Bliss, finally.

Finals are ‘finally’ over. It seems dumb that I was so stressed out about everything, considering I only had 2 1/2 classes this quarter. Paleontology and Hydrogeology are difficult topics (well, they involve labs, which are difficult… and amount to busy work). I’m still not done with some work for my Hydro class, even though I took the final today. It’s just been a very long quarter. I got a B+ in my Paleontology class! I didn’t expect that at all (considering I got a D on my midterm – ouch).

I’ve gained most of my weight back from before I was on Chemo. It took about 9 months in total, and believe me, I’m pretty pissed about it. My doctor seems nonplussed, except for the fact that I was overweight before chemo, but he said, “You were bound to gain it back. Just lose it again.” Pfft, easy for him to say. The more I gain, the more depressed I get about it, and hence the vicious cycle. I’m really jealous of my roommate: he can eat pretty much anything and he doesn’t really gain much. If I eat what he does, I’ll gain 10 lbs in a week. It’s not awesome.  For better or for worse I may have to start chemo again anyways, so I could possibly lose it all… again.  I’m pretty sick and tired of being sick.  I’ve been trying to take it easy, since I get a bee in my bonnet to go out and tackle the world (like, ride my bike or something), and I end up hurting myself, or forgetting that I have no stamina. I tried jogging with a friend a few weeks ago, and I could barely make it 3 blocks before choking on my own lungs.

On Saturday, I’m going down to the Carmelite Monastary in Eugene for an OCDS meeting. I’m SO excited!  OCDS isn’t for people with OCD (even though I think most of us have a touch of neuroticism here and there), but stands for: Secular Order of Discalced Carmelites (in English… the real name is in spanish, I believe). I’m discerning to join the Third Order Secular, and Saturday is the beginning of my Aspirancy. This period will last six months to a full year, and from there, I become a Postulant. This period of “First Promise” lasts about two years, which involves learning all the history of the Carmelites, becoming more engrossed in my studies, etc.  The Promise is a commitment “to tend towards evangelical perfection in the spirit of the evangelical counsels of chastity, poverty, obedience and of the Beatitudes, according to the Rule of the Secular Order of Discalced Carmelites, for three years.” After three years, an individual may request permission to make the Final Promise (substituting “for all my life” in place of “for three years”). The period of formation after the First Promise lasts three years before the Final Promise.  So, I’m starting a journey which could very well last, at minimum, six years. I wouldn’t make my Final Promise until I’m 31. Wow.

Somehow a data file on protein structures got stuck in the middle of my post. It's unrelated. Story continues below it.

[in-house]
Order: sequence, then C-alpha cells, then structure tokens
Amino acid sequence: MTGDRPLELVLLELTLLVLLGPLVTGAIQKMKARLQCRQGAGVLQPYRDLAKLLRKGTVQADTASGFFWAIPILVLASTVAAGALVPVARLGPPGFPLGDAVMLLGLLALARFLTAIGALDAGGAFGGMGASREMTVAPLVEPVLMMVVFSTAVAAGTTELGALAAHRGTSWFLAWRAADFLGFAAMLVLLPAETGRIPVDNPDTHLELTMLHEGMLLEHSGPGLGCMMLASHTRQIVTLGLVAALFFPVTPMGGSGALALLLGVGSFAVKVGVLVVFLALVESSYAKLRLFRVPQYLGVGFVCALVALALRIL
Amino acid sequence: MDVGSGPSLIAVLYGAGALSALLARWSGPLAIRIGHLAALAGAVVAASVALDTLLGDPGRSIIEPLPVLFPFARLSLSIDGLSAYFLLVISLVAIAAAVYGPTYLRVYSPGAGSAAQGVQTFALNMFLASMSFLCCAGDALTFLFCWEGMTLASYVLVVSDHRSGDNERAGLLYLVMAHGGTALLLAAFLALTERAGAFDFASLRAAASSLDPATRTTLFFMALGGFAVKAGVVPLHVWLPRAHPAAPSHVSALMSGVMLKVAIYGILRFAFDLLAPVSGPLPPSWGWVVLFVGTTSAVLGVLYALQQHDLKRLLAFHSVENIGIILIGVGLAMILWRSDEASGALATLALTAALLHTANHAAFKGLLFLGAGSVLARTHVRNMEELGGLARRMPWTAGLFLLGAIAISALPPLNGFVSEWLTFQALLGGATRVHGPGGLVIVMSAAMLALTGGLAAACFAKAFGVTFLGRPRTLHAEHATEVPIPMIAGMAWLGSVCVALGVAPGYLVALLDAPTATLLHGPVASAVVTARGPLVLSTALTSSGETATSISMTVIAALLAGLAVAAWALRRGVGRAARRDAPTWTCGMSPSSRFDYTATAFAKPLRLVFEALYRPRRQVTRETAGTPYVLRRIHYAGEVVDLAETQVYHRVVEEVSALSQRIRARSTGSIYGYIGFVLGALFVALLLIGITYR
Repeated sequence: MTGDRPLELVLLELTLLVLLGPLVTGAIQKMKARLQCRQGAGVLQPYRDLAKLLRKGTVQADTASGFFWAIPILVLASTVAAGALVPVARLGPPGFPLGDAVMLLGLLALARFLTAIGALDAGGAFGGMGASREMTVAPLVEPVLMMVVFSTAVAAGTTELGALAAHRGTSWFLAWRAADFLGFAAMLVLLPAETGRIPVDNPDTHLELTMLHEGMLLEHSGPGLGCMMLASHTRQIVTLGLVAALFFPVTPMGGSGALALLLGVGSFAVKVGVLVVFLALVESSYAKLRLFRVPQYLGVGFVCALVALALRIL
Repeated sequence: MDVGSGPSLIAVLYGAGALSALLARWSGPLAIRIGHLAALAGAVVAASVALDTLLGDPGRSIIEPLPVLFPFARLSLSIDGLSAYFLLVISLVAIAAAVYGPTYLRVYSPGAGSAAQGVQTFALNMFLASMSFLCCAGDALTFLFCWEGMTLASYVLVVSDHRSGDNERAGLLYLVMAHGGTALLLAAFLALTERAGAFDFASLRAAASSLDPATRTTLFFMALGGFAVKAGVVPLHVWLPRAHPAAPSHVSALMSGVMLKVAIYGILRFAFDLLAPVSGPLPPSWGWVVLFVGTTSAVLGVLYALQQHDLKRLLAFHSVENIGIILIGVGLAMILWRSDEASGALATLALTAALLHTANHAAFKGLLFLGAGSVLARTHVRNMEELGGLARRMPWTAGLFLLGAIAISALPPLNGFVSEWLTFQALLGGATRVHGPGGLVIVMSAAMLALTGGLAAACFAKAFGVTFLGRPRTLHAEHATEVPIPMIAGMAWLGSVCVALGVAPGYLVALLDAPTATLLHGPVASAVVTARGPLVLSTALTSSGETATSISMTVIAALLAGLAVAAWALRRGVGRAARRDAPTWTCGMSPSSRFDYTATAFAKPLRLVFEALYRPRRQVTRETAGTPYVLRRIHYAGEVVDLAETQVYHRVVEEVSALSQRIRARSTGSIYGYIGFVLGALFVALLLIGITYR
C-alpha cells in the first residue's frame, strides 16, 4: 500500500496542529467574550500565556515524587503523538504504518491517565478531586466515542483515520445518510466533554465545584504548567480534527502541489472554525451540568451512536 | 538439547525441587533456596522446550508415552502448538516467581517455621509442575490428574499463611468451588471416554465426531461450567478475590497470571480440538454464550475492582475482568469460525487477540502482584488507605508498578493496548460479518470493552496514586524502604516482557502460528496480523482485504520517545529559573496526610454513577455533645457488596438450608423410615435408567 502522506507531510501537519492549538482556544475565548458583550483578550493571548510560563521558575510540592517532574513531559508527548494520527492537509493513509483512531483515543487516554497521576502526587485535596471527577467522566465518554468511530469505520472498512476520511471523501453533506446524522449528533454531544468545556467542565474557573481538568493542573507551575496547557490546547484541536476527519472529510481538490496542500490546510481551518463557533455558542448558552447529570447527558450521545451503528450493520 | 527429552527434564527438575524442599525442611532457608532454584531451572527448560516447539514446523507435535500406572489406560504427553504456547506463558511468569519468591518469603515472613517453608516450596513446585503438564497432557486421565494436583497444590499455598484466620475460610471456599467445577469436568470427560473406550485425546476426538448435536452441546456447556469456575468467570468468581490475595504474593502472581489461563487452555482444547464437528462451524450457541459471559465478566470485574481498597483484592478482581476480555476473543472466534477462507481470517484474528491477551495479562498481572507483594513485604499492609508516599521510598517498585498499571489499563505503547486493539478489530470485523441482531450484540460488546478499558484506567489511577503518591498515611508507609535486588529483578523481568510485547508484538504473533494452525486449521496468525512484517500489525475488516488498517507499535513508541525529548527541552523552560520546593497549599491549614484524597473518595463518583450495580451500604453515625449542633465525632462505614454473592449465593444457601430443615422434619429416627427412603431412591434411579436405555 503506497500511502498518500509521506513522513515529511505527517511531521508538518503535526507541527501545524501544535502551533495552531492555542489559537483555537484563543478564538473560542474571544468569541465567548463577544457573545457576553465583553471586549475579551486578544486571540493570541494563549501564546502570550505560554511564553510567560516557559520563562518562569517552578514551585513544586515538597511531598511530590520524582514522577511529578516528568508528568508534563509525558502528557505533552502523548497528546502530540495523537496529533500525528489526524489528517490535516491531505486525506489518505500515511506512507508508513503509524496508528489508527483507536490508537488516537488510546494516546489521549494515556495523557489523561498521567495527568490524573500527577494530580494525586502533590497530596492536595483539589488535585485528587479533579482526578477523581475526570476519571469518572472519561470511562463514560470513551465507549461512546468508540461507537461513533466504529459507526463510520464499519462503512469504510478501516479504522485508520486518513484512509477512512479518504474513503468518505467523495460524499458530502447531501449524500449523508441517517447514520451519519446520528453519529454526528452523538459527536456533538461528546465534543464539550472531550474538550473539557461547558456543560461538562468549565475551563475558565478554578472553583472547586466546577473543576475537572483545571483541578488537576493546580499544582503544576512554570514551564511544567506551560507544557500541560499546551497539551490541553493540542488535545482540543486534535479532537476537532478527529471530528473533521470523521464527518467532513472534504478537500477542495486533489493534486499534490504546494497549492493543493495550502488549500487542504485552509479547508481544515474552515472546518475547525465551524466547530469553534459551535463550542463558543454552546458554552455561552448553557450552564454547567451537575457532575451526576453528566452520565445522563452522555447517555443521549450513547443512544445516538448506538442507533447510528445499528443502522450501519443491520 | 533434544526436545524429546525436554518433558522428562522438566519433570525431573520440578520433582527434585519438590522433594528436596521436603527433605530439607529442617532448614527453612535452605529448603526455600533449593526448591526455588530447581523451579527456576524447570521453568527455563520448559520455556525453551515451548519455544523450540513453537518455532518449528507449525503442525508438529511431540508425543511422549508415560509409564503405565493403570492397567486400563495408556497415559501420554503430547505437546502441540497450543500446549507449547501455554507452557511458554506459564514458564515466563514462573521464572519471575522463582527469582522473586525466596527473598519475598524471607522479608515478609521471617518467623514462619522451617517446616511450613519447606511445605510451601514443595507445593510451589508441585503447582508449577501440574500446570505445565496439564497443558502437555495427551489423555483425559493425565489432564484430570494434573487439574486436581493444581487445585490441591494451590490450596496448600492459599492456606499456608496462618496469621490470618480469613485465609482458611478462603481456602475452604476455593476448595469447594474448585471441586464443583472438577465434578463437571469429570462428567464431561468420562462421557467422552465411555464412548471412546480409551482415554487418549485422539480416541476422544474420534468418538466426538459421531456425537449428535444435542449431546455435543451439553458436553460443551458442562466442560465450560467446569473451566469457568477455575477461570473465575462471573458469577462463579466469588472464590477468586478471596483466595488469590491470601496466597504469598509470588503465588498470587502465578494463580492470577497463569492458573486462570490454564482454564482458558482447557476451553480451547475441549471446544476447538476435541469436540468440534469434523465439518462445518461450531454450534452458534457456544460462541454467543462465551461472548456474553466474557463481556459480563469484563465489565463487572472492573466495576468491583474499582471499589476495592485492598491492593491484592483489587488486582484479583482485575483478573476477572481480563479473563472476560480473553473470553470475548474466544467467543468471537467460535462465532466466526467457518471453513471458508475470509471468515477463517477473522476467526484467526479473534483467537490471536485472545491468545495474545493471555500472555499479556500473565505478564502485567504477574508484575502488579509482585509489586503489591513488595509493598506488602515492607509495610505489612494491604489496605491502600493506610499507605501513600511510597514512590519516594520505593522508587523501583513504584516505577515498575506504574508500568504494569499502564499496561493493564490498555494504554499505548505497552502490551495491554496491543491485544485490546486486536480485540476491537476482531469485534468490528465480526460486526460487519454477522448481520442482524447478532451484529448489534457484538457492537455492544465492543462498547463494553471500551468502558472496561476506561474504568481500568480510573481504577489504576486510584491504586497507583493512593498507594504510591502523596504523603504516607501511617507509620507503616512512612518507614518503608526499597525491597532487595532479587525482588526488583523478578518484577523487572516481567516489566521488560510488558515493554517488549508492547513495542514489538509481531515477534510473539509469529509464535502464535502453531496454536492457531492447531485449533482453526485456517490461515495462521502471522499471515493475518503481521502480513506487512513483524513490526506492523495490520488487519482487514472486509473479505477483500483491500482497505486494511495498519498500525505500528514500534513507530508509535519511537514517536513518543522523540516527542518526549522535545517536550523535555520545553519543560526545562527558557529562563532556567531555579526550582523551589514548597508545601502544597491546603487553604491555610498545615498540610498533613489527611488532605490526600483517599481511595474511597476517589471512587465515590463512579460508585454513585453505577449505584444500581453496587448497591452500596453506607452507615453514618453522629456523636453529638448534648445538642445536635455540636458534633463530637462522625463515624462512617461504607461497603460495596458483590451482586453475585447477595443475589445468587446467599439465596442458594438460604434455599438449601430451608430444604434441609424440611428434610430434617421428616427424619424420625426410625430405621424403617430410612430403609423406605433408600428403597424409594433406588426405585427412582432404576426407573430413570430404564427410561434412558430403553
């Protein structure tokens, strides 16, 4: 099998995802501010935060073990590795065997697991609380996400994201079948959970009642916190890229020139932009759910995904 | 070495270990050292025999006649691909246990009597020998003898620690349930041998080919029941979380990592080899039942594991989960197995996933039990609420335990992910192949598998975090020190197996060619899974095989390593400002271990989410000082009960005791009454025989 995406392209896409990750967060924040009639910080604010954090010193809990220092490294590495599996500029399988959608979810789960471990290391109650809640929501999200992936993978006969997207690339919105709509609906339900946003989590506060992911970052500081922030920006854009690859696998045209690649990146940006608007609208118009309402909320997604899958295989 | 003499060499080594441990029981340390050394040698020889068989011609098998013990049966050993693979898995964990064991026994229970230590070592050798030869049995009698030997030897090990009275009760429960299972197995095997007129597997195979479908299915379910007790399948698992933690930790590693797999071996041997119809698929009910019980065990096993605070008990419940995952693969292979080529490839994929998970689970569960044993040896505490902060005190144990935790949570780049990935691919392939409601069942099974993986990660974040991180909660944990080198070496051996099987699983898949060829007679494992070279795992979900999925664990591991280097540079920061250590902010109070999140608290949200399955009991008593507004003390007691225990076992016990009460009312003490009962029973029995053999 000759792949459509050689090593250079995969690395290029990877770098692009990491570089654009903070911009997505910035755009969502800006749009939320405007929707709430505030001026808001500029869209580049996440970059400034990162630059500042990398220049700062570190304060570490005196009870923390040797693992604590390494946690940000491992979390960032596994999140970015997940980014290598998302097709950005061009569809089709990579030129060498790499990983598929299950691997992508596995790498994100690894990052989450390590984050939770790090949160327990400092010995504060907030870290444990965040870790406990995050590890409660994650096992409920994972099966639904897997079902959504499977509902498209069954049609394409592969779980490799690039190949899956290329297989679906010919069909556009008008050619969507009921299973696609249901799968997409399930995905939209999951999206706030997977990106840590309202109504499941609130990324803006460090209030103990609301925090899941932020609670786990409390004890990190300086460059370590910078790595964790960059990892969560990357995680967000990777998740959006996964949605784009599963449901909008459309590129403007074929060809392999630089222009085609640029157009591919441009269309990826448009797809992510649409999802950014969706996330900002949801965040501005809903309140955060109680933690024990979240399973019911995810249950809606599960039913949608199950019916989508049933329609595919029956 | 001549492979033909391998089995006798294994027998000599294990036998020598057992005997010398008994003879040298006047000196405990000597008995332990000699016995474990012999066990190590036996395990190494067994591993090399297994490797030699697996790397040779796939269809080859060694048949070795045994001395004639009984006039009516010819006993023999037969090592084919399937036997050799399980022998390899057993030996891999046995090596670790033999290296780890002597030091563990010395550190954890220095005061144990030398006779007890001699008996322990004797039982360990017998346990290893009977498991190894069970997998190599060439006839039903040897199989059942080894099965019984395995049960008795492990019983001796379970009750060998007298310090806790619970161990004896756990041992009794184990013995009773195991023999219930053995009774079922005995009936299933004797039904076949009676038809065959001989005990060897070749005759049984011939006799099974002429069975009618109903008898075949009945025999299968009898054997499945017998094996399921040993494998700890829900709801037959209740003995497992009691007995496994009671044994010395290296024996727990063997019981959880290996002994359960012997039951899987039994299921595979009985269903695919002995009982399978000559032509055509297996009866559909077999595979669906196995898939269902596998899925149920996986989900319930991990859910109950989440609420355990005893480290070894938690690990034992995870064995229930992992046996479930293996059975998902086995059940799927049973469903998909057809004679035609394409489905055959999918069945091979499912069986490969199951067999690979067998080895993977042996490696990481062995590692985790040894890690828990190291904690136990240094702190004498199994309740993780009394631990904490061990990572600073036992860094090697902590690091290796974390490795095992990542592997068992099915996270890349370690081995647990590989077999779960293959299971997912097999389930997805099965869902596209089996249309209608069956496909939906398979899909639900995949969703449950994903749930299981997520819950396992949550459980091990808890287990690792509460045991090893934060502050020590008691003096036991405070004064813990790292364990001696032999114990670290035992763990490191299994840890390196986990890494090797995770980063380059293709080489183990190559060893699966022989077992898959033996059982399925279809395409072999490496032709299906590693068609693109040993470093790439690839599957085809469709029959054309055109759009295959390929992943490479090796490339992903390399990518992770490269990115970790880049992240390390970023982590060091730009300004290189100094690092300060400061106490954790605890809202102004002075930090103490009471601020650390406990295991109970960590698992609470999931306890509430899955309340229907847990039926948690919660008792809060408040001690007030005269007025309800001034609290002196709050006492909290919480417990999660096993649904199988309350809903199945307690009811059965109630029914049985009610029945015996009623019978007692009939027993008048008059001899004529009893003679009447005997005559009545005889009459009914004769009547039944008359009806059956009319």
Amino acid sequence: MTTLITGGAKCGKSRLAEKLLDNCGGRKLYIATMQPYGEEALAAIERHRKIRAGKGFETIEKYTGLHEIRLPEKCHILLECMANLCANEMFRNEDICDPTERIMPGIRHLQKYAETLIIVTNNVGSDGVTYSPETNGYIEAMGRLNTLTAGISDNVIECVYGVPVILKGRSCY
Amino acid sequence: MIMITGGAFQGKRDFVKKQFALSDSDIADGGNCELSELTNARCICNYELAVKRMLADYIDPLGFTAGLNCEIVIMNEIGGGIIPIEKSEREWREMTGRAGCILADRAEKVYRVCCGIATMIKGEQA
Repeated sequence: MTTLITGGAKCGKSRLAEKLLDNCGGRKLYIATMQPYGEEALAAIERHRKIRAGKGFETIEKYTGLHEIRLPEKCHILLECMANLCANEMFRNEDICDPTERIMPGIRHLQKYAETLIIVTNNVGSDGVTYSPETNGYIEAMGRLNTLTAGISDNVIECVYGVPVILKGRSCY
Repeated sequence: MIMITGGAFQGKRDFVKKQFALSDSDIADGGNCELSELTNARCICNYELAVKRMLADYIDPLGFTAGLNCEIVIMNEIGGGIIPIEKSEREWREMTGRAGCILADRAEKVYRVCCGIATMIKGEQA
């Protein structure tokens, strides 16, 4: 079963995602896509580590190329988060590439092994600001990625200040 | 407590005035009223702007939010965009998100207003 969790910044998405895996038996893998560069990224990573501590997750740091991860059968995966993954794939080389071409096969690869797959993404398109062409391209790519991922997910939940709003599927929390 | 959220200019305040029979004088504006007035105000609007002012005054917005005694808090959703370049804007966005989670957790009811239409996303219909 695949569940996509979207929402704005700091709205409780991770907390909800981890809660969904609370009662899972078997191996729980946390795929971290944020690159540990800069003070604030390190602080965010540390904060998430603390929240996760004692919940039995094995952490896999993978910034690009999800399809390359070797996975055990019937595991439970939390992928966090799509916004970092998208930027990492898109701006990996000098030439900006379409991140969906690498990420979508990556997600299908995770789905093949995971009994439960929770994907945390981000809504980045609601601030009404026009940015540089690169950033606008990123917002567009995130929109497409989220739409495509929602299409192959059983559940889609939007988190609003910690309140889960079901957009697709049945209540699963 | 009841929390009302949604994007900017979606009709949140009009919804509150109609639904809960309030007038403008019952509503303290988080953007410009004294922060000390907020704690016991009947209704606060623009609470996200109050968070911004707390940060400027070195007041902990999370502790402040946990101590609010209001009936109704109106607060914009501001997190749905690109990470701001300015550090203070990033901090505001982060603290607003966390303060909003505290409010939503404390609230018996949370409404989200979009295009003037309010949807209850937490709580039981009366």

This is a pretty big friggin decision in my life. OCDS is pretty hardcore – daily mass, liturgy of the hours, mission, devotion to Mary, wearing of the Scapular (which I already do, all the time), monthly meetings, and of course, at least 30 minutes of daily prayer/meditation. Whew. That’s why they have the year of Aspirancy, to make sure we know what we’re getting ourselves into. Once I make my vow, it’s a sin to break, and that’s pretty serious.

So, that’s what I’ve been up to. My own classes and teaching consumed my life for awhile, and when I wasn’t doing either at OSU, I was sleeping at home. I’m still so very, very tired. Today, I went to sleep around 5, and woke up at 7ish. It was a nice nap. And now I’m going to try to sleep, again. Nite nite.


Letter circulated to Catholic Bishops

I was perusing an excellent Catholic blog (which you can find here), and came across a comment at the bottom of one of the articles.  Pedro posted this open letter to our Catholic Bishops, and I thought it had enough points of interest to repost. While I agree with a few points in this letter, I personally wouldn’t write a letter to the Bishops in this way. Please feel free to comment with your thoughts.

What a troubling moment in the history of our beloved Catholic Church in America…..

I am forced to give the US Bishops a failing grade in their ministry, as evidenced again by the large numbers of Hispanics (70% or so!!!) and other ‘catholics’ (54% or so) who have once again voted-in the party of death – obviously ignoring their catholic leaders like yourself who tried to better form their consciences for their important election day choices these past months. They’ve just laughed at you and the Teaching Authority of the Church, and gone ahead with their own agenda as has been the case since Vatican II, beginning with their disagreement with the Church on birth control. This disobedience and the stubborn defiance of a good many people still in the pews on Sundays is tearing down our faith brick by brick, and has become a cancer in the Body of Christ within the western world.

And this is the deeper problem as I see it: you have all, for many, many years, been trying to minister to faithful catholics and, since Vatican II, a growing number of ‘new protestants’ who are also still sitting in the pews on Sundays (though they are probably more likely not to attend Every Sunday).